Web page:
Knock On Wood Definition
Knock on wood.
A gesture made after speaking of one’s good fortune in order to not tempt fate and continue one’s good luck in the future. Often the person will enact the superstition by physically knocking on wood if there is some nearby.
Knock On Wood Examples
- I’ve managed to avoid speaking in front of the whole class so far this semester, knock on wood.
- Four hours at the casino and I’m up $400! Knock on wood!
I’m not actively seeking stardom. I just go to auditions, and I knock on wood.Paul Rudd
My,’ she said. ‘We’re lucky that you found the place.’
We’re always lucky,’ I said and like a fool I did not knock on wood. There was wood everywhere in that apartment to knock on too.Ernest Hemingway, A Moveable Feast
Knock On Wood Origin
“How utterly dreadful!” “Wasn’t it? And then the umbrellas and hand kerchiefs I lose— not to speak of purses, with money in them!” .. . . “I never carry much money in my purse. .” said Miss Merivale. “It’s the last place in the world to keep money! Pocketbooks. Handkerchiefs and umbrellas are all made to be lost; that’s the main purpose of their existence. Put no more in your pocketbook than yon can afford to lose without shedding tears.” Edith!” cried Mr?. Weldon. “My goodness. Edith!” Cried Mrs. Weldon “The idea of losing your pocketbook! Why, I never” — “Knock on wood!” reclaimed several voices, simultaneously. “Where do you carry your money? Some one said to Miss Merivale. “Pinned In my blouse.” she answered promptlyNew York Tribune February 8, 1903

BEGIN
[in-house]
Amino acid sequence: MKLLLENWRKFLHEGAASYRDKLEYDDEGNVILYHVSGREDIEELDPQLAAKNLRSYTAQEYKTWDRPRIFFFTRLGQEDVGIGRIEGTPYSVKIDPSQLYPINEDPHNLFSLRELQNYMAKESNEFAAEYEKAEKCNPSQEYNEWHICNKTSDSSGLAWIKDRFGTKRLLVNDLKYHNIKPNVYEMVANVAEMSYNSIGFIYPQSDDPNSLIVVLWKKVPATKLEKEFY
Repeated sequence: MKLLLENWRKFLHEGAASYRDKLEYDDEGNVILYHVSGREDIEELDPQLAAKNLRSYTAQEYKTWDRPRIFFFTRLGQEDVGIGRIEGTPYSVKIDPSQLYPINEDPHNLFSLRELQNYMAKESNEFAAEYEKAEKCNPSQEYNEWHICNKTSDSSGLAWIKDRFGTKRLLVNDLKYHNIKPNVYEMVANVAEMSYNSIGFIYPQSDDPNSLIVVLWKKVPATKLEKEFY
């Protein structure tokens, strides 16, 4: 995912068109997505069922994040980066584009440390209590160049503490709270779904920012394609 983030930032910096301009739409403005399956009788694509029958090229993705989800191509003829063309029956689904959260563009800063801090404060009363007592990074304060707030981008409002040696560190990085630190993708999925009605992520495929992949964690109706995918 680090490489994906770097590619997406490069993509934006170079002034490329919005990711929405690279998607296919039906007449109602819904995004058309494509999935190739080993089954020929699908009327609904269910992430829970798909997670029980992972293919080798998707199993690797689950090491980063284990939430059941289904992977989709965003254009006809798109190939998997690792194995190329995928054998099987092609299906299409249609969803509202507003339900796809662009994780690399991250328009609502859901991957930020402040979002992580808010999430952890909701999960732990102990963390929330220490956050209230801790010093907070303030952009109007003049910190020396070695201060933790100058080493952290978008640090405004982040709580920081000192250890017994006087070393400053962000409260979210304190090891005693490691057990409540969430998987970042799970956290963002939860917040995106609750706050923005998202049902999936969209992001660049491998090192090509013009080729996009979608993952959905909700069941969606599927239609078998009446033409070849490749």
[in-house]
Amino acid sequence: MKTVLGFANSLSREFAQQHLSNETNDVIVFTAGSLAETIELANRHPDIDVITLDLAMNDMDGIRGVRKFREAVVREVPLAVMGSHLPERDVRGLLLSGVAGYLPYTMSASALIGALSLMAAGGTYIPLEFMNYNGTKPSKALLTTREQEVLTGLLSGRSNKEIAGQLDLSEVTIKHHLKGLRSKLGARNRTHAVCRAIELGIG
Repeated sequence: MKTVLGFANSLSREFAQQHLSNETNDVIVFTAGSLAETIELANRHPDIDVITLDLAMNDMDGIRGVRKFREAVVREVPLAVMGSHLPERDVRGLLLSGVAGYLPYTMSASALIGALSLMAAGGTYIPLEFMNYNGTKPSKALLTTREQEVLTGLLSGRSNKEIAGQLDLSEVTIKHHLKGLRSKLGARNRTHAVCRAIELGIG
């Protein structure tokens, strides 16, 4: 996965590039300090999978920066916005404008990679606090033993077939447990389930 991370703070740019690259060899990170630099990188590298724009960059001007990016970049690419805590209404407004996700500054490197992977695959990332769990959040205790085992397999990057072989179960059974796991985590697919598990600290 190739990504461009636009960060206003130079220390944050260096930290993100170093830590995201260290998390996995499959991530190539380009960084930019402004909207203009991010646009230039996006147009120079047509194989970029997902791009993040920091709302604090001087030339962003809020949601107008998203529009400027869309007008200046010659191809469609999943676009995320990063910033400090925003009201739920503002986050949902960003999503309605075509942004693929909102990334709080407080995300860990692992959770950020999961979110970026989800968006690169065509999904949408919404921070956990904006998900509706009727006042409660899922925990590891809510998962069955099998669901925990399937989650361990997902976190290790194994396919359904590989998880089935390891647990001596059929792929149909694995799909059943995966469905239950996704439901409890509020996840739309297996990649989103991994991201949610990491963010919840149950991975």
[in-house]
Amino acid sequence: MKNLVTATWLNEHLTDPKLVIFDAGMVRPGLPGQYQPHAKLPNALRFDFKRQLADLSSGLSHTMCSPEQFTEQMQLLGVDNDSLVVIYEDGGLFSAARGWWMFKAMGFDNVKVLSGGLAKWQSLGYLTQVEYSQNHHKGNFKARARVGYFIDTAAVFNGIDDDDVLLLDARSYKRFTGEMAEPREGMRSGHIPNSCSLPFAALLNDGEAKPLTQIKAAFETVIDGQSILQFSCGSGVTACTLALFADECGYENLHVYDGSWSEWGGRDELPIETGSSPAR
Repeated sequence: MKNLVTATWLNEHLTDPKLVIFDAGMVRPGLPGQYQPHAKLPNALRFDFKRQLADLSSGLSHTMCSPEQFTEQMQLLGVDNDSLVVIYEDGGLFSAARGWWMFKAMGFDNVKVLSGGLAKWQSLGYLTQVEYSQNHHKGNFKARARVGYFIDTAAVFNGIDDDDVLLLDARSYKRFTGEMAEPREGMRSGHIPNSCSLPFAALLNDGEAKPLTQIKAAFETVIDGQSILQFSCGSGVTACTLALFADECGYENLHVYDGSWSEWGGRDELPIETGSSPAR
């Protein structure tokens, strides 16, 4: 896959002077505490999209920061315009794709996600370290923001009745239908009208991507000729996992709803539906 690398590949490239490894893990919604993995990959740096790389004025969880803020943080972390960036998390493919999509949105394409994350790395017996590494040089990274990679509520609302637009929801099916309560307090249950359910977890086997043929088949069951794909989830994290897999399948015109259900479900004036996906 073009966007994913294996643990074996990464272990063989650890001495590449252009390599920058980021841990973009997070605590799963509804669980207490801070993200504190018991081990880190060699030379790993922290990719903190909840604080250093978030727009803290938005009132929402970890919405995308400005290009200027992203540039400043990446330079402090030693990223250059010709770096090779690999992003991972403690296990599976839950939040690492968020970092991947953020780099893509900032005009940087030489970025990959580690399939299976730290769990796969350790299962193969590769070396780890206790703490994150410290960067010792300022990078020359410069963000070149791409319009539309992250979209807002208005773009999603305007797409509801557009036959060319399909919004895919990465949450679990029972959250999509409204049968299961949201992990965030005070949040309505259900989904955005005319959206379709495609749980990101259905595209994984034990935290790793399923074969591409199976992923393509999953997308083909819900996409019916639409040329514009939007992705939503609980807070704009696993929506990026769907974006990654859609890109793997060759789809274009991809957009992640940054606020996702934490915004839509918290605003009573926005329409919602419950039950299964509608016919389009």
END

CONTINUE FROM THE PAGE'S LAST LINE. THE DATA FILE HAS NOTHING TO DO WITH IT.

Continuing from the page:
Our superstitions earliest appearance in text as we use it today comes from a story in the New York Tribune titled It Deplores the Freakishness of the Human Brain. The story involves two early 20th century woman describing how outrageously absent-minded they can be. Telling times they’ve lost umbrellas and purses in places, missing trains or setting up complex dinners on the wrong day.
The phrase knock on wood almost certainly evolved from the English ‘touch wood’. A phrase that shares an identical superstitious meaning.
According to expert folklorist Steve Roud in his book The Lore of the Playground, The most likely origin of this phrase comes from a 19th century children’s game Tiggy Touchwood. A form of tag where players who are not ‘it’ are safe when touching anything made of wood, like a door or post. With the game emphasizing wood as protection it’s believed that our phrase was adapted from these children’s games.
There are sources that claim our idiom originates from ancient superstitions where knocking on wood summons good spirits or distracts evil ones. Steve Roud claims this origin as nonsense. I have also not found any ancient records proving these claims. However, touching or knocking on wood as a superstition exists in many cultures including Norway, Brazil, Indonesia and Egypt. With this superstition existing in so many cultures far older than modern America and England, I believe it’s true origin is not quite as simple as a little game of Tiggy Touchwood.